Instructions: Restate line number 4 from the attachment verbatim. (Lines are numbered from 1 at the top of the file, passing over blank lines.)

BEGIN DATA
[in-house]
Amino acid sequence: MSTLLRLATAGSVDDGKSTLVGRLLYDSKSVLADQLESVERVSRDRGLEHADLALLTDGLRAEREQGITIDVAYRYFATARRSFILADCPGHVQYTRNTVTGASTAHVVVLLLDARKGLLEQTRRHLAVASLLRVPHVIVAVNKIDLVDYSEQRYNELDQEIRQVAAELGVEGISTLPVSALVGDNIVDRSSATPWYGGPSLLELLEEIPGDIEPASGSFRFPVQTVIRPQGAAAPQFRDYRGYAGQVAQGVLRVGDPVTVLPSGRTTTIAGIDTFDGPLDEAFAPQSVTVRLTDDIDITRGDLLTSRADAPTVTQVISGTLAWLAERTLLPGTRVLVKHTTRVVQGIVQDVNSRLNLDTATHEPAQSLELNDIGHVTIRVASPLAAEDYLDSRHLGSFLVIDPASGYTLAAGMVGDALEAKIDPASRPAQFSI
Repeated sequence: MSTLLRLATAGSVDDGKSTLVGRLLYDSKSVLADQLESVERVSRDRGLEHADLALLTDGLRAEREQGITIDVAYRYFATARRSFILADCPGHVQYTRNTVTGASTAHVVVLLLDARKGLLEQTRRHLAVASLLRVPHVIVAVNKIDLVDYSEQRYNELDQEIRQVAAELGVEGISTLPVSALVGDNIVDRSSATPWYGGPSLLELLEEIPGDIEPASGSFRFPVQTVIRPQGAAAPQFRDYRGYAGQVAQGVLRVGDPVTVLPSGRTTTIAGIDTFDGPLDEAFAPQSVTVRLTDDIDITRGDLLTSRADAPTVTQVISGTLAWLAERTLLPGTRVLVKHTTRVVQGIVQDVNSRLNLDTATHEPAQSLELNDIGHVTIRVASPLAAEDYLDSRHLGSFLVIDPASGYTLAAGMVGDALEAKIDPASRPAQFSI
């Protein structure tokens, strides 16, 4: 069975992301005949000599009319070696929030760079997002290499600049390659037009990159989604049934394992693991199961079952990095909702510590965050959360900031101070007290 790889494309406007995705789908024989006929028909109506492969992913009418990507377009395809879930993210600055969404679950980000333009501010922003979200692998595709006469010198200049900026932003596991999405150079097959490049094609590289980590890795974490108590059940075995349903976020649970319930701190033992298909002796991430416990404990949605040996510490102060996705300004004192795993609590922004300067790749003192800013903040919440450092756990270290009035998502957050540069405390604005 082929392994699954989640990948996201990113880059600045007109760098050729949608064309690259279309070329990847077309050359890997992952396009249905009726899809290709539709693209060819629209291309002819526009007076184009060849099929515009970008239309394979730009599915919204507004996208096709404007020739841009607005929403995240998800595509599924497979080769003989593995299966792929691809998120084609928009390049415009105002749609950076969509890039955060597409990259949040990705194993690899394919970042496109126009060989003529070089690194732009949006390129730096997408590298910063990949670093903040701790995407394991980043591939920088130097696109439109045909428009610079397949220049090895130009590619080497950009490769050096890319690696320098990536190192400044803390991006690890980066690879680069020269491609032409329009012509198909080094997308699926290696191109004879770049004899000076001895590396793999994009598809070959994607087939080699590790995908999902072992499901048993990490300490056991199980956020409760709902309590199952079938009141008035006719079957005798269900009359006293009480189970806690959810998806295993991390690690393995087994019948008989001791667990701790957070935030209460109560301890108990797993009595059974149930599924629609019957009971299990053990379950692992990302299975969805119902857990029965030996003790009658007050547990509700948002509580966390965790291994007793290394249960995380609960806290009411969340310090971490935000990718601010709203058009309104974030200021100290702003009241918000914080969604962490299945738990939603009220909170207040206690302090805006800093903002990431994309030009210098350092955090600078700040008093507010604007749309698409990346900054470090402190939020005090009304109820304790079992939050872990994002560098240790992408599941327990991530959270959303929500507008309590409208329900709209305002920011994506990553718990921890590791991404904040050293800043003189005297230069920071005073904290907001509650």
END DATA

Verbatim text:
């Protein structure tokens, strides 16, 4: 069975992301005949000599009319070696929030760079997002290499600049390659037009990159989604049934394992693991199961079952990095909702510590965050959360900031101070007290 790889494309406007995705789908024989006929028909109506492969992913009418990507377009395809879930993210600055969404679950980000333009501010922003979200692998595709006469010198200049900026932003596991999405150079097959490049094609590289980590890795974490108590059940075995349903976020649970319930701190033992298909002796991430416990404990949605040996510490102060996705300004004192795993609590922004300067790749003192800013903040919440450092756990270290009035998502957050540069405390604005 082929392994699954989640990948996201990113880059600045007109760098050729949608064309690259279309070329990847077309050359890997992952396009249905009726899809290709539709693209060819629209291309002819526009007076184009060849099929515009970008239309394979730009599915919204507004996208096709404007020739841009607005929403995240998800595509599924497979080769003989593995299966792929691809998120084609928009390049415009105002749609950076969509890039955060597409990259949040990705194993690899394919970042496109126009060989003529070089690194732009949006390129730096997408590298910063990949670093903040701790995407394991980043591939920088130097696109439109045909428009610079397949220049090895130009590619080497950009490769050096890319690696320098990536190192400044803390991006690890980066690879680069020269491609032409329009012509198909080094997308699926290696191109004879770049004899000076001895590396793999994009598809070959994607087939080699590790995908999902072992499901048993990490300490056991199980956020409760709902309590199952079938009141008035006719079957005798269900009359006293009480189970806690959810998806295993991390690690393995087994019948008989001791667990701790957070935030209460109560301890108990797993009595059974149930599924629609019957009971299990053990379950692992990302299975969805119902857990029965030996003790009658007050547990509700948002509580966390965790291994007793290394249960995380609960806290009411969340310090971490935000990718601010709203058009309104974030200021100290702003009241918000914080969604962490299945738990939603009220909170207040206690302090805006800093903002990431994309030009210098350092955090600078700040008093507010604007749309698409990346900054470090402190939020005090009304109820304790079992939050872990994002560098240790992408599941327990991530959270959303929500507008309590409208329900709209305002920011994506990553718990921890590791991404904040050293800043003189005297230069920071005073904290907001509650």